"Why are you guys here?"
We're asked this question almost everyday as we make our way through to the end of Te Araroa. Hunters who pass us, fishers, other hikers - they're all curious to know why two girls are in the mountains with a week supply of food and tired bodies.
"We're hiking Te Araroa", is always the answer.
In 140km, however, that answer will no longer exist. In a mere eight days we won't be on this trail anymore. It will all be done. In one way or another, the 3000km trail will be complete and we'll cease to exist on it's terrains.
"Wow! You've walked the whole thing?" Is always the next question received.
This is where I would feel some sort of regret or shame, if I had any. You see, I haven't walked the whole Te Araroa trail. Infact, by the end I will have only walked half of it.
In eight days I will have walked 1500km of a thruhike that tests both will and physicality in a person. The accomplishments I've held in the last two and a half months can never be taken away from me, nor should I feel as if I don't deserve a congratulations in myself for making it where I have.
At the beginning of this hike I was determined to walk every kilometre of it. Every ounce of will in my body told me I could do it - I would do it - and I would be the strongest woman for it. I would complete Te Araroa or die trying. There was no way I wasn't going to.
Guess what, guys? Things change.
And for me, they changed on 90 Mile Beach. Only 50km into the 3000. The blisters on my feet begged for me to reconsider while my mind screamed at me in the sound of the waves crashing to my right. Every step on that beach was a wake up call, and it was in that moment that I realized I didn't want to walk the whole thing.
The North Island, being as beautiful as it is, interested me in no way whatsoever when it came to hiking Te Araroa. The road and beach walking came in copious amounts, the towns were expensive, there wasn't enough freedom camping, and there weren't enough mountains.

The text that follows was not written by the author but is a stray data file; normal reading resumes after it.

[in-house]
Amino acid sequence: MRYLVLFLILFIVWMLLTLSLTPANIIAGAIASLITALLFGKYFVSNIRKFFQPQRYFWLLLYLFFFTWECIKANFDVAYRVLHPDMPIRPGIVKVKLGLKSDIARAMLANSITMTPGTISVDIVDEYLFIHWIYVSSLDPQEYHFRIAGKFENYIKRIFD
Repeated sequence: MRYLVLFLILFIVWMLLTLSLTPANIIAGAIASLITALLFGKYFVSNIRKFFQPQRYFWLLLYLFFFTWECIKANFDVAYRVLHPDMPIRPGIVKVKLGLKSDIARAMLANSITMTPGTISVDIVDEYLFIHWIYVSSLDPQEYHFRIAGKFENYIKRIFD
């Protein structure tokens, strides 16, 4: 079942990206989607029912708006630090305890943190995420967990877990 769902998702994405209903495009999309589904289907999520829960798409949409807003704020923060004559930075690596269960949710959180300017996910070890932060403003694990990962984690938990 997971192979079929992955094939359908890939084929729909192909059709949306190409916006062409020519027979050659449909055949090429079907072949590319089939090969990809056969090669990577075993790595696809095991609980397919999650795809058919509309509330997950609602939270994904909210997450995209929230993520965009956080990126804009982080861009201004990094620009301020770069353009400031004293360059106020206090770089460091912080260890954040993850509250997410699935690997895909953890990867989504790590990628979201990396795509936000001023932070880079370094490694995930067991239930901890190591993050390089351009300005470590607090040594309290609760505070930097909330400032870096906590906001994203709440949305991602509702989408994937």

By Bream Head, 300km or so from the beginning, I was miserable. I remember the day so clearly, walking along the Ocean Beach Walk. I stopped and screamed so loud at the waves, raging into the shore. Tears were rolling down my face and the painful realizations started to flow through me.
There was no way I was going to continue Te Araroa. Why was I even here? Who the hell let me do something so preposterous? Why couldn't I have just gotten a puppy like most people do when they get dumped? Why was I letting the ghost of my past haunt my every move?
It wasn't until a few days later, after wallowing in my own self pity, that I realized these emotions were exactly why I came here.
I needed to make it to Bluff. I needed to touch the pole at the end of the trail with the fulfillment that I craved so badly. I needed to walk, travel, explore, drive, boat - whatever it took to get to the end of Te Araroa. I didn't care how I got there, as long as I made it with that feeling of true achievement and happiness.
"No, I've only walked half of it." I usually say. "But I've explored all of it."
Every hitch ever taken on parts being skipped led to a new story from a new person. Every walk ever done away from the trail is a walk I would have never seen. Every new friend I made, all of whom hold a special place in my journey, would have not been met if I'd taken this path differently. All of the nights a stranger turned into a friend, a hostel turned into a home, and a hitch turned into a tour, were given to me as a gift in my adventure.
"Te Araroa" translates into "The Long Pathway", and that's exactly what it is. It's a pathway that you take, and regardless how you choose to take it - it will lead you exactly where you need to go.
As long as you make it to the end with a feeling of fulfillment, then you've achieved something that no one can ever take away from you. In 140km, I will be at Bluff. Te Araroa will end there, but my Araroa will just be beginning.